6 Common Money Mistakes Business Owners Make

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Chances are, you started your business because you’re ambitious, you have big ideas and a clear vision of how your company will look when it’s thriving. While all of these traits are important – essential, even - in a business owner, the nitty-gritty of day-to-day management and attention to unglamorous details can prove just as crucial if your business is to survive through hard times as well as the glory days. Here are 6 common money mistakes business owners make:


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First of all, it’s time to stop binning those receipts. Remarkably, over one-fifth of small business owners claim less than half of their expenses, with 25% not bothering at all for amounts of under a fiver. It’s a long, long tax year and those petty expenses can really add up. Being thorough and disciplined with receipts and putting aside time to administrate them can result in a most welcome level of tax relief – saving money that can be ploughed back into the business.

Next, slow down! When starting out, every expenditure should be carefully balanced against its projected benefit for the business. There is a time to scrimp and a time to expand – and smaller businesses with a lower bottom line and higher profitability tend to be stronger than cash-splashing bigger businesses. Likewise, a successful period can inspire dreams of diversifying – but all businesses will ebb and flow, and long-term stability is a better basis for embarking on new ventures.

Those inevitable tough moments can be a real test for a young company, but preparing for the bleak periods can make them far more negotiable than wandering into them blindly. Put aside enough cash to cover two months worth of operating costs and you can buy your business some coping time when things get close to the bone.

Imagine your business is like a bucket - like water, the cash flows into the top. Now imagine lots of small, almost unnoticeable, holes in the bottom. No matter how much cash flows in, your business will slowly but surely lose money through attrition.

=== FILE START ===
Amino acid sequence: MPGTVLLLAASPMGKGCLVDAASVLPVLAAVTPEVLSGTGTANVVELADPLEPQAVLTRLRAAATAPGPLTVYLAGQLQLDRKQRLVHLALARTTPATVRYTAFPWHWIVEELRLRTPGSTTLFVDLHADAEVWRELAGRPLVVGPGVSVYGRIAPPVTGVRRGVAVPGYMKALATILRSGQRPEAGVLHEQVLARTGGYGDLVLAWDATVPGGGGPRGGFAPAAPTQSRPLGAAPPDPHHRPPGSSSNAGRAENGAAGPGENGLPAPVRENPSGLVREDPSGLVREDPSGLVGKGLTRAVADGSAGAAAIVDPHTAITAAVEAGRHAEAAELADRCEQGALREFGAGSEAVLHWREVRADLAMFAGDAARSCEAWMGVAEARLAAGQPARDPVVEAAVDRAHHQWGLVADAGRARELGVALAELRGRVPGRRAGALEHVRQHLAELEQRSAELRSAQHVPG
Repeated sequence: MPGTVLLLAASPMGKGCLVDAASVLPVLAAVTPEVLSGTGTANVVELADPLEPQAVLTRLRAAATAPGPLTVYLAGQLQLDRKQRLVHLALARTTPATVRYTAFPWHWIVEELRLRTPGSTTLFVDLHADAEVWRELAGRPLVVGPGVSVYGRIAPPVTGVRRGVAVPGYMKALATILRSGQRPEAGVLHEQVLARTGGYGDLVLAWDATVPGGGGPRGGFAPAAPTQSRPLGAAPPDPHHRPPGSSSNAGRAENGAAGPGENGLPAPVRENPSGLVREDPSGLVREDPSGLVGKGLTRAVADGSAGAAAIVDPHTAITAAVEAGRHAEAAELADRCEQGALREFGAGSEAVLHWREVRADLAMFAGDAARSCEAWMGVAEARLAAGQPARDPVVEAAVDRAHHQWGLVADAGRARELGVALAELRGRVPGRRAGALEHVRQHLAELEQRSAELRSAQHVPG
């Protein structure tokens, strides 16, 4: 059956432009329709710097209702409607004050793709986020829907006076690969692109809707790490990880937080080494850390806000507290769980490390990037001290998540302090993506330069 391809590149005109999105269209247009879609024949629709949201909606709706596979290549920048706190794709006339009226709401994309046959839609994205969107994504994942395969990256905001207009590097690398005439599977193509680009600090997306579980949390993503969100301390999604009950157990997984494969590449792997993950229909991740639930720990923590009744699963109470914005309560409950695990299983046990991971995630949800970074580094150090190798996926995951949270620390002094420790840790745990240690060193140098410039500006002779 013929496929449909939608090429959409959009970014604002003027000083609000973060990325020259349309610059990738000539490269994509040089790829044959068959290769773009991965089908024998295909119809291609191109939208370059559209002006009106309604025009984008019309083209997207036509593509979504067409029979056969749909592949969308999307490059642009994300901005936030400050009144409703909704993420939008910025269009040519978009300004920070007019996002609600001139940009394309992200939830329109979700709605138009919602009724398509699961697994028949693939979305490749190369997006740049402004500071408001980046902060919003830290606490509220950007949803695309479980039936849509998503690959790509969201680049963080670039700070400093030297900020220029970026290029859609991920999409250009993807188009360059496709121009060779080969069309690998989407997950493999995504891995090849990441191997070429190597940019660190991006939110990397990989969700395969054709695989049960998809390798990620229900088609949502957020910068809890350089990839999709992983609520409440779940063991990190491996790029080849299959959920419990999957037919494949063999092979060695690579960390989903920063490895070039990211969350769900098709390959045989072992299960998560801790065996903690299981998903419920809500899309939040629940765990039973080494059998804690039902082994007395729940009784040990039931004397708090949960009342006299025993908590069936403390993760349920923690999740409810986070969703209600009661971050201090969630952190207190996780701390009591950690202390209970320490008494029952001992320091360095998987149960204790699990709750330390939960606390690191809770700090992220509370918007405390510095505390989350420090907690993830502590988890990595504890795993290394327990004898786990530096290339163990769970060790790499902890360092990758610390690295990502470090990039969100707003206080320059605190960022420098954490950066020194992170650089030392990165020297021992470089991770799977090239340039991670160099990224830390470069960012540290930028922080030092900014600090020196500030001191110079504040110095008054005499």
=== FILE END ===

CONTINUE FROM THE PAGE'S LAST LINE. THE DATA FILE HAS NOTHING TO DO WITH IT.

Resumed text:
If you’ve been running your business for some time, it will prove profitable to put aside a few hours to consider some of the ‘leaky bucket’ cost factors explored in the below, and anyone starting anew would do well to account for these potential money drains in their initial business plans.


Recommended reading: 10 Tips for Lowering Your Business Costs


1. Overpaying taxes

Every business has a social and legal responsibility to pay tax, but some businesses can overpay simply by misunderstanding the complex tax system or mismanaging their expenses.

Keep track of all receipts and be prepared to put the time in for admin.

2. Being dazzled by the topline

It's easy to be blindsided by competitors and their extravagant spending, but the bottom line is much more valuable than the revenue at the top.

Always be thinking about profitability. Small businesses operating with higher levels of profitability are stronger organisations overall.

3. Impulse spending

When starting a business it's easy to be swept away by the excitement of it all - buying a custom-made desk, drinks machines for staff, company cars etc. But before you know it, you're eating into the bottom line and your profit margin.

Scrutinise every expense for cost-benefit: every euro should count towards improving the business in a measurable way.


Recommended reading: Financial Management Tips to Keep the Cash Flowing


4. Diversifying prematurely

After initial successes, businesses generally look to the future. But rather than investing in their own business, some owners decide to diversify before they are ready.

Before embarking on new ventures or diversifying your business modle, ask yourself why you're doing it and if it's a good idea.

5. Confusing being busy with being productive

If you think that getting more from your business means running yourselves ragged, your strategy is flawed. Money is earned, or saved, by working more effectively with the resources you have.

Sit down with your staff and address the strategy of your company. look to identify shortcomings and areas where improvements to efficiency and profitability can be made.

6. Not keeping a cash safety net

The reality of business is that cash flow experiences ebbs and flows. This is no issue if you have savings to hand, but if not then one dry spell could be detrimental to your business.

Be strict in maintaining an account balance equivalent to at least two months' of operating costs. That way, you can weather any rought patches and give yourselves time to turn things around.

Paying attention to the mall details and scrutinising every penny spent is the lifeblood of profitable enterprises. By avoiding these common mistakes you can protect your business's future and transform it for the better.

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Tuesday, 19 November 2019
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